booms out at us at the border. a friendly atmosphere welcomes us and a smiling gentleman fills luk’s little hands with nuts and chocolate candies.

in the following months we will meet many iranians whose biggest concern is to take care of us and leave a perfect picture of the country. litres of strong tea flow into flowered cups, luk’s hands pile up daily with sweet fruits and toys, invitations to eat and stay overnight are euphorically poured out and god’s protection is without doubt always at our side.
the consistently positive, exuberant contact almost overwhelms us and partly dilutes the air of freedom. whoever appreciates autonomy and being alone is fighting a losing battle here.
so in our family the joy about the country is divided into two camps. while the male part enjoys unstoppable attention and hospitality, the opposite side becomes more and more tired of the restricting kindness and the rules-of-dress dictates. an inauspicious environment for places of retreat and especially our rolling house turns out to be an absolute magnet of communication.

with friends we drive into the desert, far away from the busy urban life. fluently defined gold dunes of all sizes await us. we stick our feet into the sun-drenched, delicate sand. we hop up and down the slopes, sit on mother earth while the pearls trickle through our fingers.
in the evening, when the plates are filled with delicious shakshouka, a dish of israeli cuisine, we circle the warming campfire in a relaxed mood.
out of the darkness a car comes along. a young couple moves to the light, is curious where we come from and proceeds to ask about our alcohol supplies.
because of the strict, country-wide prohibition we are not in possession of alcohol, we give as an honest answer. the man smiles, goes to the car and brings a big bottle of home-made fig brandy. the couple says goodbye and wishes us a good time.
we end our desert trip with a walk in the sunshine to the adjacent salt lake. luk fills a big bag with coarse salt. a storm comes up and the clearly defined sand dunes dissolve into thousands of particles. the flying veil whips in our faces. our eyes burn.
without visibility we move on to persepolis, the city of the persians.
a lastingly impressive historical place, which ultimately fell into the hands of Alexander the Great. the successful reconstruction of individual sites gives us a visual impression of the pomp and engineering of over 2500 years ago.

shortly before shiraz our car screams in the highest tones and we just make it to mr. reeza’s garage. the tall, charismatic elderly man with pale blue eyes is pulling at his wild mane. the toothed belt was almost torn, that would have been the end for you, he shouts.
until the belt comes over from dubai, we stand motionless in front of his workshop. now mrs. reeza picks up the torch.
lunch follows breakfast, dinner follows lunch, in between there’s tea, candy and cookies. the parrot babbles whatever comes into its head and mrs. reeza always conjures little presents for luk out of her sleeve. from the first minute on, she has taken him and us into her heart, but we feel that this catering thing is not one of her favourite tasks.
several times we try to make her understand that this is not necessary. she deliberately ignores it.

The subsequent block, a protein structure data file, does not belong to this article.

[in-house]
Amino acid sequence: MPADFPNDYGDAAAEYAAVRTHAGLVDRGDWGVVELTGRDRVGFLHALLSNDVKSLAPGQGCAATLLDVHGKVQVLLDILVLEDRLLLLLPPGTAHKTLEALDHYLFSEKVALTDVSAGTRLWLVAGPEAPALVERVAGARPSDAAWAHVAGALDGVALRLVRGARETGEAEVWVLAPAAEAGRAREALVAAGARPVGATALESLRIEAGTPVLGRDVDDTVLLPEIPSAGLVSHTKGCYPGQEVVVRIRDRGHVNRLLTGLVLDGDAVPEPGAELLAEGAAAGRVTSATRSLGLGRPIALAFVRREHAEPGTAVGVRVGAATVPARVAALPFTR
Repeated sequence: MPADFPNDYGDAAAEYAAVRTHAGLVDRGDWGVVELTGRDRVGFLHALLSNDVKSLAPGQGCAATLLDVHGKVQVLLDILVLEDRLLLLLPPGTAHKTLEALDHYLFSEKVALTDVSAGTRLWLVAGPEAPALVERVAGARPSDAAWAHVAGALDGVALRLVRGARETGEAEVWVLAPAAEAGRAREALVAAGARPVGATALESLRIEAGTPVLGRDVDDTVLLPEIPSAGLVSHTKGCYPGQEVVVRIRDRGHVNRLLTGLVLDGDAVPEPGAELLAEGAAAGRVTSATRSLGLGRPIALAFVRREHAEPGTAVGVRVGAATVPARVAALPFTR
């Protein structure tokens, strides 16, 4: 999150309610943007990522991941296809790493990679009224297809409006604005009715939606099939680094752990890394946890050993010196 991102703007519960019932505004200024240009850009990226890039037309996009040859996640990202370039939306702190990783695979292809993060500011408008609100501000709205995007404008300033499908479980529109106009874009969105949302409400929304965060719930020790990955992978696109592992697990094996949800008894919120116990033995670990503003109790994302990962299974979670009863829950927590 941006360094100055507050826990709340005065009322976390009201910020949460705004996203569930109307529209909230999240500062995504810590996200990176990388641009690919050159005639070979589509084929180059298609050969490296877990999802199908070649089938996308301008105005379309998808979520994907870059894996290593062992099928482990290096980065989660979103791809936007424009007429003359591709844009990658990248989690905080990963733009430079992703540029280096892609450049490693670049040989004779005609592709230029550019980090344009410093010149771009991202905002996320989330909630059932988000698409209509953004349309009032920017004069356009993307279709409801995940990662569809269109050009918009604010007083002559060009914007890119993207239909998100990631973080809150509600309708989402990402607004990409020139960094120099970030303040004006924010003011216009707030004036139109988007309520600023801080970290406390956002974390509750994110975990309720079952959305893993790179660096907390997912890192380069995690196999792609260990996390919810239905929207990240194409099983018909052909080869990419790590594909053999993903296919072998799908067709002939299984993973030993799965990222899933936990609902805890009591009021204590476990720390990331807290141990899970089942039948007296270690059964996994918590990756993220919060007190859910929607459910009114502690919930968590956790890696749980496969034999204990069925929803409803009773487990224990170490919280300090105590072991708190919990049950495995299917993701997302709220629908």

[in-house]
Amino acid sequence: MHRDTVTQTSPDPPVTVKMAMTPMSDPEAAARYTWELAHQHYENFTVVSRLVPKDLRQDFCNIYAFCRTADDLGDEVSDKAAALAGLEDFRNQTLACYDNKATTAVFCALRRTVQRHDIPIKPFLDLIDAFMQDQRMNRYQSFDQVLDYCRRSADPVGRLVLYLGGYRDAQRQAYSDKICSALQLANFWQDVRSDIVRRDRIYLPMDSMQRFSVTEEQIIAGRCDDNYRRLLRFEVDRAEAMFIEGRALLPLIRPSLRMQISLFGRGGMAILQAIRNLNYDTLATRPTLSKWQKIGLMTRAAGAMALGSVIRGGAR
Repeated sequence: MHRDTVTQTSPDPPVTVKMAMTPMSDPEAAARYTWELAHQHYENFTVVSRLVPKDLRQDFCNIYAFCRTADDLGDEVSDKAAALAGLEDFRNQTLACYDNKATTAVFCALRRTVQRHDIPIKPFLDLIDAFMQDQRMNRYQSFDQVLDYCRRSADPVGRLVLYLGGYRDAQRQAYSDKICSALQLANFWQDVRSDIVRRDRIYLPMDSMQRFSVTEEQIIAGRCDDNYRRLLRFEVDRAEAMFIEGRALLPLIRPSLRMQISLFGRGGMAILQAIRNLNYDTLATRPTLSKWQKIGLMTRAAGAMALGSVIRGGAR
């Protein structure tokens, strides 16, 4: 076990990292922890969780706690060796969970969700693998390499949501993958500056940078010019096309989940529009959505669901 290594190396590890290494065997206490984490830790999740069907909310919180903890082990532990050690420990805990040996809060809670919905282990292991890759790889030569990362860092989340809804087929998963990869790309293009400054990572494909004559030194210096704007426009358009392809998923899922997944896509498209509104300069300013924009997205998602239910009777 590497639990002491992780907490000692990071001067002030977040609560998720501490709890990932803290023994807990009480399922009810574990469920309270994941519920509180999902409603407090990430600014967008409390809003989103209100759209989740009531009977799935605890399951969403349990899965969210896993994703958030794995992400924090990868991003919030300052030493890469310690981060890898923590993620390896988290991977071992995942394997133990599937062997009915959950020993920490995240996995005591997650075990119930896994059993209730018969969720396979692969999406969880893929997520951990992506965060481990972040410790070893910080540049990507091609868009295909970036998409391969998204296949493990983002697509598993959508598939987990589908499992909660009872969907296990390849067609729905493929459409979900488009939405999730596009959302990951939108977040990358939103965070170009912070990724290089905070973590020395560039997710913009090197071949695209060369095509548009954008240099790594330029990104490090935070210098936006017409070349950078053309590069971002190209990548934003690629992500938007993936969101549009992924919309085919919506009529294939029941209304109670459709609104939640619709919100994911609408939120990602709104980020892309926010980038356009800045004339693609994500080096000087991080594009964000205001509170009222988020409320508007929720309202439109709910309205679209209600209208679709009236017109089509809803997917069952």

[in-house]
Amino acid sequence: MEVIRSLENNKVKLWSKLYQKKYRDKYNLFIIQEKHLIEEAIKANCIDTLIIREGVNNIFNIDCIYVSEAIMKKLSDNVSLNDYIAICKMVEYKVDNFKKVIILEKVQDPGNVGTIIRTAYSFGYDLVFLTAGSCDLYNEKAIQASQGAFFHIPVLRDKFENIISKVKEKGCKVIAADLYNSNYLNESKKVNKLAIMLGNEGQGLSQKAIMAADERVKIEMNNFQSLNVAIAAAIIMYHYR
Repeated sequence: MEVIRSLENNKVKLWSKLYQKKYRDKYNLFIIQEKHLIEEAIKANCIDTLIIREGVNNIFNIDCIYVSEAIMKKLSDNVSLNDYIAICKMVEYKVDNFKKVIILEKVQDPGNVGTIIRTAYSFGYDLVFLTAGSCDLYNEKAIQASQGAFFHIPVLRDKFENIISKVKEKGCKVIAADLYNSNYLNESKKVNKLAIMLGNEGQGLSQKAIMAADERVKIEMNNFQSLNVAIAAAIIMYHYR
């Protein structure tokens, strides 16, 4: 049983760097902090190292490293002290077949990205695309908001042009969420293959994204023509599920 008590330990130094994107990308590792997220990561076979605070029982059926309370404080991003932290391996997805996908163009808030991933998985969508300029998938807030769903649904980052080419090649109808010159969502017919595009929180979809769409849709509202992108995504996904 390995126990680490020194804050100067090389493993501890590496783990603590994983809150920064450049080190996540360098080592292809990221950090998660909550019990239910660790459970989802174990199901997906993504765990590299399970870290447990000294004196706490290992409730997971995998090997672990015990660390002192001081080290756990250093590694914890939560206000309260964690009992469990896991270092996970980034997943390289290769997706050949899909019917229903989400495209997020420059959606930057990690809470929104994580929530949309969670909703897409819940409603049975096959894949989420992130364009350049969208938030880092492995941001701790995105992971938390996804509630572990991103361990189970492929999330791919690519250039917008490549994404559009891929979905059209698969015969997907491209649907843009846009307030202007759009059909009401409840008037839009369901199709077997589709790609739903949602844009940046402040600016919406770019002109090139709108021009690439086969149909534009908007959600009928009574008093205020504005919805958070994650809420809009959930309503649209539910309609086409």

the situation becomes more complicated when the family of the second mechanic joins in and wants to take over the reins. we are caught between two stools. double breakfast, double invitations, double sightseeing – but only once for lea, luk and paul. it’s complicated if you don’t want to offend anyone.

finally the new toothed belt is in place and with it the bumblebees in our bums. as a farewell present we are presented with bulging bags of delicious sweets, spices, tea, cigarettes and homemade wine.
mrs. reeza waves, cries and touches our hearts.

we move further south, free view as far as the eye can see, steppe-like hilly landscape up to the horizon. in vain the eye looks for a house, several houses or even a town. it captures nothing but intangible vastness and nature.
just before we leave for pakistan, we pamper ourselves with relaxing days on queshm, the country’s holiday island, of which the inhabitants are so proud. elongated like a chewing gum, the isola lies southwest of bandar abbas.
looking for a washing machine we meet an incredibly pleasant german-iranian couple who run a restaurant and hotel on the beach. with ali we enjoy the best kebap and accompany him on his errands. through annelie we learn more about the culture on the island and how it is to be a german woman living in iran.
we spend the days around december 24th with two cherished families with truck. we open the doors and roll out the carpets. sun, sand and beach, all for us alone. the children play in the open air, we mum and we dad are relaxed, no stress, just being.
christmas day brings us a visit from a passing camel herd, yoga in complete serenity, a gift of tuna from the fish market and a christmas child who even flies to iran. in the evening we sit barefoot and headscarf-free at our beach table, the lights are burning, the fish is simmering over the fire and the glasses are filled with wine. the combination of the informally solemn and the wonderfully harmonious makes for a unique holy evening.
at night, when everything in bed is at rest, the fluorescent plankton whirls around our bodies and we rejoice like children.


reconciled, we move on to the east, but the next iranian holiday will definitely be a men’s holiday.